From what I remember of your previous remarks about zero references, the

problem seems to come up because of thinking in digital rather than analog
terms. In digital terms, a high-level variable is there or not there, so
the error is either present or absent. If you look at any particular
example of such cases, you can see how the apparently digital variable can
be subject to analog disturbances. Elements of the perception aren't just
right or wrong: they can be almost right, or a little wrong. These
differences call for variations in lower-level reference signals to keep
them from getting large enough to constitute a serious error. Maybe this is
where fuzzy logic should come into the model, to get away from these
either-or concepts that cause conceptual problems. The main problem they
cause is this: if there's an error, an action is started that corrects the
error. But if it corrects the error, the action will stop, which causes an
error again, and an action, and no action, and an action ... Beginning
servomechanism engineers often start out this way, trying to understand
control systems qualitatively, with the result that they can't see how the
system could ever find a stable state.

When you see all variables as continuous, even logical ones, you can now
have error signals of different sizes, and equilibrium becomes possible.
The equilibium occurs not at zero error, but at a very small amount of
error which, as it fluctuates, produces the adjustments that keep the error

As to the second point, I think I've agreed with it before. Most
perceptions are not controlled; even among the controllable ones, not all
are being controlled at one time. I think I used the example of controlling
arm position: all you really need to control is elbow and wrist position,
in fact one point on elbow and wrist, to determine the arm's configuration
in two degrees of freedom. But you can still see all the points on the arm
in between. External constraints force all those intermediate points to
change as the elbow and wrist positions change. You could imagine a very
elaborate control system that required every point on the arm as perceived
to match a corresponding point on a reference-arm, but this would be
enormously wasteful redundancy. It isn't necessary to have a reference
signal and a perception for every point on the arm.

The same is probably true of all controlled variables. What is controlled
is only what is necessary to control. Perhaps in a more advanced model we
might want to allow one level of control to select control points among the
variables of lower level, different control points being selected even for
the same (global) controlled variable, depending on what other control
systems are acting at the same time. In some circumstances you might want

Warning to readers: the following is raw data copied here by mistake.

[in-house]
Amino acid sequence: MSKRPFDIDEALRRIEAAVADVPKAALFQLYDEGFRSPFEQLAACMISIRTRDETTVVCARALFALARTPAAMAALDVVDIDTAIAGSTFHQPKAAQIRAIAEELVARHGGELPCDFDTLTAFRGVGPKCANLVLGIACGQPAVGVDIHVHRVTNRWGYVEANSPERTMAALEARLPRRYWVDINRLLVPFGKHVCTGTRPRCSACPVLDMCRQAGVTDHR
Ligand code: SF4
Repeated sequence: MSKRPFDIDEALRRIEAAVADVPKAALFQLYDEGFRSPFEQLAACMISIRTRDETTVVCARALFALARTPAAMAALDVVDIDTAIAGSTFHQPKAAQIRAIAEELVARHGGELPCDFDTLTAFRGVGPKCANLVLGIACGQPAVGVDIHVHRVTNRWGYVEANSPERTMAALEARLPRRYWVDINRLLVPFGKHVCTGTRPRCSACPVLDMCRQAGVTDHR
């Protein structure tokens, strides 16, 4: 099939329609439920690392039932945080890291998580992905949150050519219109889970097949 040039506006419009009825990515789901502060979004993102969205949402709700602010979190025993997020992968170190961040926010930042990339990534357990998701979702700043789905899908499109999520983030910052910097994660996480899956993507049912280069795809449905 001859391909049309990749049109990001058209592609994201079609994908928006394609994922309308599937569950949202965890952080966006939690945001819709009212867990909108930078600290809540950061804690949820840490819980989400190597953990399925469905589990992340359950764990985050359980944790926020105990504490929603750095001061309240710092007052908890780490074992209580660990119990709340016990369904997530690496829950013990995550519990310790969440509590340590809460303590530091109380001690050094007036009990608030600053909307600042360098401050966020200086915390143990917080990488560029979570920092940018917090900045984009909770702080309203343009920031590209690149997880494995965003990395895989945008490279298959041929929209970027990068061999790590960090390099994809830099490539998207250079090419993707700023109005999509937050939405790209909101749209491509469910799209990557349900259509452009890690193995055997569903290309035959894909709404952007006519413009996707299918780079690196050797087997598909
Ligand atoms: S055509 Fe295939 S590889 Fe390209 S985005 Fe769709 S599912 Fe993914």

to control just your hand, letting the elbow go wherever it wants to, while
in another circumstance -- holding a newspaper under your arm -- you'd want
to pick different control points to constain where the elbow is. I don't
think we're ready for a model that elaborate, however -- maybe two
generations from now.

Keynote address:

Three hours! I suggest strongly that you get a projection plate and show
them some demos on a big screen.

Possibly another subject of interest might be writing error-free programs.
I've always thought that there isn't much distance between current
programming practices and an HPCT approach. Instead of treating the
computer as an open-loop device, monitor every intermediate result and
compare it with a reference signal to make sure it's of the right kind,
makes sense in some terms, and so on. Of course this doesn't mean comparing
the result of computing 2 + 2 with a reference signal of 4, but something
more subtle, like checking that the sign of the result is consistent with
the signs of the arguments, and so on. A lot of this is done already --
overflow-checking, range-checking and so on --but conceiving of the process
as one of controlling for critical perceptions instead of just commanding
things to be done might lead to some new and more reliable programming

An incident you might want to cite is the 3-mile-island accident, which
arose in part because one indicator showed the status of a command signal
instead of the status of the result (flow of water through a valve). Wrong
perception under control. The indicator said valve closed, but the valve
was open, letting the cooling water out (but check that, I'm not sure which
way the error was). The principle is, you can't control what you can't
perceive. I think organisms are so full of feedback connections because
basically you can't trust nature. If I tell my finger to move, I want to
SEE it move and FEEL it move. Then maybe I'll believe it really moved. This
principle, while it seems very suspicious and fussy, seems to have resulted
in a remarkably competent mechanism.

Ah -- a pet peeve about instructions for using computer programs. A lot of
programmers will prepare a handy list of what all the keystrokes do, but
the list is ordered the wrong way. Down the left side of the page you have
control-a, control-b, ... control z, F1, F2..Fn, and so on, in nice neat
keyboard order. So if you want to know what a given keystroke does, you can
quickly find the key and look up its action.